I really made Paul nervous.  In some of my more desperate moments I claimed to want a pixie cut, or a full buzz.  He didn’t know when to take me seriously and was very concerned with the whole prospect, but understood that I was my own woman and that I couldn’t continue this any longer.  On Saturday he solemnly drove our family out to Upland for my haircut.  Before he and Kevin went out to pick up the food he beseeched April not to make me look like a “butch lesbian.”  She found his nerves endearing and screamed, “oh no, Heather, I’m sorry!” when we heard the boys come back in.

It’s shorter than it has ever been since I met Paul, but he surprisingly likes it.  I love it.  It’s longer than my chin, but not as long as to touch my shoulders.  It feels so good.  Not wierd, not even for a second.  It’s the first short haircut I’ve had that didn’t take getting use to.  (And yes, it was 8 inches so I was able to donate again to Beautiful Lengths.)

April is clearly a winner with my haircuts.  Paul likes them, I like them, and they’re cute and still low-maintenance.  When/if we ever leave California, I will miss her friendship, and her skills. 

The Cat Came Back

January 28, 2008

… with a vengence.

We had a break for several good, long, happy months.  Unfortunately we have been marked more than four times this month.  I know it’s because the litter of feral cats is now prowling around at the resident territorial neighbourhood cat is back to mark his land.  I’ve planted lavender in the plant beds directly across from our front door, and it is a minor victory in that there’s no new cat poo in the garden, but the lavender isn’t strong enough to keep that cat from peeing on our door.  (It isn’t the new family, they pee downstairs in the parking garage.  Officially our building is the stinky house on the block.  Blech.)

The City has already received numerous calls, but until they do something, we’re going to keep calling.  This just isn’t sanitary!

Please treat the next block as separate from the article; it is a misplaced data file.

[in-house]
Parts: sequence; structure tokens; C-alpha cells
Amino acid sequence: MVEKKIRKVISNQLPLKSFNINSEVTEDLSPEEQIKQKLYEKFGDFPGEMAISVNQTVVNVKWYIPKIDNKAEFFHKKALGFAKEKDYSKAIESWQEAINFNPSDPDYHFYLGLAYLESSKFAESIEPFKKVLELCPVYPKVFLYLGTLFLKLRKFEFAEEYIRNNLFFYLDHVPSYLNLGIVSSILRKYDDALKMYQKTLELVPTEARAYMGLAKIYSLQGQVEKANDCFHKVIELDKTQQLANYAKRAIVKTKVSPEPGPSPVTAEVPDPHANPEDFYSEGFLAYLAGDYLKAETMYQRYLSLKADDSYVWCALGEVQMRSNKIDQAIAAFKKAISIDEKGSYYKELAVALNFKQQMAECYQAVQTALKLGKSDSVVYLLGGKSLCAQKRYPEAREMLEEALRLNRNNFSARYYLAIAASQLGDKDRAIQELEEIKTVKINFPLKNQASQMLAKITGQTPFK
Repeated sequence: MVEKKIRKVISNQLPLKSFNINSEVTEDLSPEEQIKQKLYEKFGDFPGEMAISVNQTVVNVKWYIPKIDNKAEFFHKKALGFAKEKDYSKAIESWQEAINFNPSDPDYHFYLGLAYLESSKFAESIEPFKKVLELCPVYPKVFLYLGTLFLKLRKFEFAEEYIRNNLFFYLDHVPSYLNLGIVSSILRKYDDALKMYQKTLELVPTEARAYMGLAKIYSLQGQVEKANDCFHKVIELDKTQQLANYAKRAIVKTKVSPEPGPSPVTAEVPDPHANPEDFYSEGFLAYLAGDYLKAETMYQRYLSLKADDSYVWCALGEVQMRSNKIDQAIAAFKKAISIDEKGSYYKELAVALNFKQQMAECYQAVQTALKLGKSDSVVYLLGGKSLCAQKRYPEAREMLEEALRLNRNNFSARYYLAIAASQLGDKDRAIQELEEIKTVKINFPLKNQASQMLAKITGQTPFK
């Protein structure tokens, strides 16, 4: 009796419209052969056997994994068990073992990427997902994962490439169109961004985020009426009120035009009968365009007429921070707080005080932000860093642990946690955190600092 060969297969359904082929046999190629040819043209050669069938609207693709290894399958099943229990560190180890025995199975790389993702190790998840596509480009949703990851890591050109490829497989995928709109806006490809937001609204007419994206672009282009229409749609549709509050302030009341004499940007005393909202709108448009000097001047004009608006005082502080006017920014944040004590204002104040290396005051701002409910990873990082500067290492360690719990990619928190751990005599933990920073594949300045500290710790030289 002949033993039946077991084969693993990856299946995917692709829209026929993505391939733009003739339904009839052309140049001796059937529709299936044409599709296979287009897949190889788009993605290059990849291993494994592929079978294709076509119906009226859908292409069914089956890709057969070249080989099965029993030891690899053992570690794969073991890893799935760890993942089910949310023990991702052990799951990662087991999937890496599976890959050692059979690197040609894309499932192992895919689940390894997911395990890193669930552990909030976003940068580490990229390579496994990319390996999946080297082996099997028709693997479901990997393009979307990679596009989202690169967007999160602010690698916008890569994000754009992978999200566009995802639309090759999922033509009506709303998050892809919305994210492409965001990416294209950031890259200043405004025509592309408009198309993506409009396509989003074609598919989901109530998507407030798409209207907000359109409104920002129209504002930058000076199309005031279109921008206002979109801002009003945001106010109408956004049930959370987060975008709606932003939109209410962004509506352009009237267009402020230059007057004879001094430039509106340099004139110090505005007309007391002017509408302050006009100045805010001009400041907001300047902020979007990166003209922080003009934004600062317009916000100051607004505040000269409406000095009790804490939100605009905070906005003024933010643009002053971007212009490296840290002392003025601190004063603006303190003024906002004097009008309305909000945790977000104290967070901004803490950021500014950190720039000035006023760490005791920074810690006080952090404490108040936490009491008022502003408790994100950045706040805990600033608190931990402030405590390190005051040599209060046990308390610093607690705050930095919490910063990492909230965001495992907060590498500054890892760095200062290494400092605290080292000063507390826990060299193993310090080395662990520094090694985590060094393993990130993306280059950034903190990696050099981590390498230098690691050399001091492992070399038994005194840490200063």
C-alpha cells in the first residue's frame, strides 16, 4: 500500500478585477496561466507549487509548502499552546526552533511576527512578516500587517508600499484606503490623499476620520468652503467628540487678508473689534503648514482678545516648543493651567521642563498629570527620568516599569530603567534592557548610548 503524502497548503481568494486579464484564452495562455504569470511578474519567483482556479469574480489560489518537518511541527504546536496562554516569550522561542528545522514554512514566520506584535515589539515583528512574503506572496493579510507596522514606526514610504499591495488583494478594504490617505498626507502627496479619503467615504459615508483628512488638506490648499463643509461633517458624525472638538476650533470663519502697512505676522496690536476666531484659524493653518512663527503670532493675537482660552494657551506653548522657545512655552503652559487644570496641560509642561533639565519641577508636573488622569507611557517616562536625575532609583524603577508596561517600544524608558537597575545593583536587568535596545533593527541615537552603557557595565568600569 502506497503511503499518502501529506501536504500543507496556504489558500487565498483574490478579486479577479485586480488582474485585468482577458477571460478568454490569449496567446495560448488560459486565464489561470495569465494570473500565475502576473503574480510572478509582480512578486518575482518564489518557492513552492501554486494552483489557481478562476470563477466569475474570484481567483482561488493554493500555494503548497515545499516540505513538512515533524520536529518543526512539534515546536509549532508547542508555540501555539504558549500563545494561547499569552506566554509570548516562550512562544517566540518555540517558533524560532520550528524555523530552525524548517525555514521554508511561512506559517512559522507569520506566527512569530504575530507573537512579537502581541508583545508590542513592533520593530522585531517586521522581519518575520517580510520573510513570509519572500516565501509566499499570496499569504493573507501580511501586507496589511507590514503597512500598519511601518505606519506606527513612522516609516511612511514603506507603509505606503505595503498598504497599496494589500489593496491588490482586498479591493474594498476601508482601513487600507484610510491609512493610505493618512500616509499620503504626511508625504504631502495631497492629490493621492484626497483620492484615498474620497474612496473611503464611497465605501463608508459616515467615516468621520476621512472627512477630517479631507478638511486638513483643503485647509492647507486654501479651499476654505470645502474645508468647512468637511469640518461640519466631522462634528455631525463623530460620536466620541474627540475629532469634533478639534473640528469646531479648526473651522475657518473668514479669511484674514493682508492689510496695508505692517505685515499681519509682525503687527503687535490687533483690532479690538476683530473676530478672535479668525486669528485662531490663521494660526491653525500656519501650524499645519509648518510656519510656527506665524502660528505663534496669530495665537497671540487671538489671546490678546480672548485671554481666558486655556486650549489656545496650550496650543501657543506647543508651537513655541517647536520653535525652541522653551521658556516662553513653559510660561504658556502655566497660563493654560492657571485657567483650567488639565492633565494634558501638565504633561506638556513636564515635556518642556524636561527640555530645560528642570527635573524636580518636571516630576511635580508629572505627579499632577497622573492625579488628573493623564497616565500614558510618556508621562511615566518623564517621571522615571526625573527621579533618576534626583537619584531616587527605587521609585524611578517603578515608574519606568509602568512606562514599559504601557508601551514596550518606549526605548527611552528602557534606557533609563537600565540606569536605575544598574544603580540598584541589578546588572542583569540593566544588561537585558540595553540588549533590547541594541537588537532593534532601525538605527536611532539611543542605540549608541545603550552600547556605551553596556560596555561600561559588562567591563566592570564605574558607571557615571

… but I’m glad I planted the lavender.  I hope it gets enough sunlight to thrive.  I really like lavender.

You Can Take the Teacher out of the Classroom . . .

January 23, 2008

I never had strong feelings about preschool.  I didn’t care if my children went or not, and I didn’t feel it was especially significant.  Last spring when my friends were skipping playgroup to do preschool tours I didn’t feel left out.  I was still enjoying having Little Red home with me.  And anyway, it just wasn’t in the budget.

I planned on buying the Joy School curriculum and teaching Little Red on my own, but autumn came and went before I gave it a second thought.  We were having fun, and he was learning in a more natural environment.  Two weeks ago Tara asked about preschools around here, and Andrea and I both replied that a good one was pretty pricey, and that we just tried to do lots of stimulating activities with the boys.  Tara then asked the question I’ve been waiting for all year, “would any of you be interested in a homeschool preschool?”

I was so excited about this perfect situation that I offered to teach first.  Yesterday the three boys sat at our purchased-for-the-occasion Mammut table and we sang, coloured, and wrote the letter “A”.   (We’re doing a letter a week.)  It was a blast and the two hours just seemed to fly by! 

I’m so excited that my little boy is growing up, and so happy that I can participate in it.  For the next two weeks he’ll be at the homes of the other two mothers, and then back here.  I think it’s a perfect situation for us.  And now I’m finally excited about preschool!!!  (Sorry to my husband, though, because obssessed-teacher-Zen is coming back.)

Matching Scars

January 16, 2008

This doesn’t bode well for Boy Blue.  Last night his older brother joined ranks with his parents with a trip to the hospital for a head wound.  Thanks to modern medicine they were able to glue him back together whereas Paul and I have both had stitches in our heads.  (Me when I was much younger than Little Red, and Paul multiple times.  You may now scoff and mutter under your breath that that explains it — even Paul did last night when I told him about when I fell off the sewing machine table and it fell on top of me.)

In last night’s story, however, it was a case of exhuberance.  He came running out of the bathroom and probably slipped on the tile.  In the fight of Little Red vs. the wall, the score is 0-1.  The wall stood its ground and Little Red flew back with such force that he nearly hit the wall behind him.